“Yeah. He’s watched the footage himself and because of the nature of accidents he doesn’t actually know why. And from the footage it’s hard to tell how it happened. But you know what Roubaix is like, it’s just super old roads and it could have been as simple as a touched wheel or whatever.

“But he doesn’t 100 percent know how it happened.

“Basically he went over the bars and just landed on his face. What happened there is how he got those injuries.

“He’s pretty lucky, all things considered – and it’s pretty horrific – but the surgeon and the team doctor who speaks French, have both said he’s pretty lucky.

“He’s broken his cheek bone but it’s the bone right near his eye and he could have lost an eye…

“He’s got no head (brain) injuries; it’s all been given the all-clear.

“The head injuries [is what] he was really concerned about so they’re really mainly cosmetic [injuries] I suppose… and ones which are hurting and ones which are going to keep him off the bike for a little bit.”


Docker during Paris-Roubaix, one of his favourite races, in 2015. Photo: Graham Watson

Docker during Paris-Roubaix, one of his favourite races, in 2015.
Photo: Graham Watson


As a brother you have concerns and I know it’s great that he’s had your parents over there – that’s just a coincidence isn’t it?

“Yeah, they went across to watch Flanders and Roubaix so they just happened to be there and [the plan] was then to go and hang out in Girona for a little bit. He had a week off after this race… it’s not the best circumstances – they were there to have fun and see him ride well, but they’re over there looking after him.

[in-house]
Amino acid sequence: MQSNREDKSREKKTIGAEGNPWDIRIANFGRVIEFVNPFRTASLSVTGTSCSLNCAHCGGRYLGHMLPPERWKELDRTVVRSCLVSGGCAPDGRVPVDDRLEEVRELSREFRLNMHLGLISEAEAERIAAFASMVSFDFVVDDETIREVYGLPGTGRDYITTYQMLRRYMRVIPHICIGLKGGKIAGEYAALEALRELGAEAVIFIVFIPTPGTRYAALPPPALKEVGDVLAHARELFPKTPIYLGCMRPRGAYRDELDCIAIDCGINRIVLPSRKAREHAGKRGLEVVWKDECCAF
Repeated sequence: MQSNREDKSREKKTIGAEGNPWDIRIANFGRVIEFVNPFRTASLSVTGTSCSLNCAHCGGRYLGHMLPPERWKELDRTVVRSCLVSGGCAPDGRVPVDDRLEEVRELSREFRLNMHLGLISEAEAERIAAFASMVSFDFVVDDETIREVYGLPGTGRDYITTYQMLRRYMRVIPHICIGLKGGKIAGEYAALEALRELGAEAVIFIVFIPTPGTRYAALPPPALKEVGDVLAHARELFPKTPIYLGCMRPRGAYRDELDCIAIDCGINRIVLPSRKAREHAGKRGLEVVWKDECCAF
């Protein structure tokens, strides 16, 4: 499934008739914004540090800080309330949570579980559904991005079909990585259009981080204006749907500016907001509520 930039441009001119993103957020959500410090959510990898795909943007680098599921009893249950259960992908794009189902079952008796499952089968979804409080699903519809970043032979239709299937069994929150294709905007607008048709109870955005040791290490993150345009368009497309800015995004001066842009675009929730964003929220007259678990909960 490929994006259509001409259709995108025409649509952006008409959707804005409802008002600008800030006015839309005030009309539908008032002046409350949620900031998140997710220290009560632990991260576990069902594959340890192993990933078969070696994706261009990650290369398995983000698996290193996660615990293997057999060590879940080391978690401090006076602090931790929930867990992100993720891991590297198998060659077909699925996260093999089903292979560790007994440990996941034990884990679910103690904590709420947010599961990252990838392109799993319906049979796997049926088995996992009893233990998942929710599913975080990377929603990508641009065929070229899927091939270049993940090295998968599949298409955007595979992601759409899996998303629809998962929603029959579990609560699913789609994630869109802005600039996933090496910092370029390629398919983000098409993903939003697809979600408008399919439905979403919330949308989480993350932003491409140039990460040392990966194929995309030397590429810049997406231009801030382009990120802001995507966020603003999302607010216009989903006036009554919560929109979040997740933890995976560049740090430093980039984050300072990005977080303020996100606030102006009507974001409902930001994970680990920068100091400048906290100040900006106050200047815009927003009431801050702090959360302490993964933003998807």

“His wife, Lydia, is there too so it’s worked out well that they’re there because he did need some support.”


It’s just serendipitous and I guess it’s also exaggerated by the fact that Australia would otherwise be talking about the seriousness of [the fall], but we’re also celebrating a victory. Has he talked to you about Mathew winning?

“He’s pumped about Mathew winning – absolutely pumped.

“And he was annoyed because he’s doing his podcast, Life in the peloton [and] it’s yet to be released but the day before he interviewed Mathew Hayman about riding Roubaix, how to ride it, the intricacies of riding it… and he was looking forward to doing a part two at the end of the race about how they both went.

“Ironically he can’t do the interview yet because of the state he’s in but he’ll get to talk to Mat when he’s [recovered] and get the back end of that.

“They’re at complete opposite ends of the spectrum in terms of what their races have been but he is pretty pumped about that win – he couldn’t be more excited. He thinks [Mathew] is the greatest bloke and he had spent a good chunk of time interviewing the day before about riding Roubaix and he sees him as a bit of a hero because of the amount of times he’s ridden it.

“[Mitch] just loves Roubaix so much himself so he couldn’t have been more stoked about Matty winning.”


Alright. Well, when you’re next speaking with him send him the regards from the whole RIDE team: we hope he’s okay. And thanks very much for explaining all of that.

“No problems.

“Just lastly, he’s pretty psyched to get back on the bike. The doctor said to him on day one that it’s probably going to take a month but he’s already planning how he’s going to get back on and how he’s going to ride and where he’s going to ride next so in the face of it all, he’s thinking, ‘What’s next?’ which is good, I think that’s really important.

“His headspace is really good considering all this. He’s in good spirits. He’s doing well.”



– Interview by Rob Arnold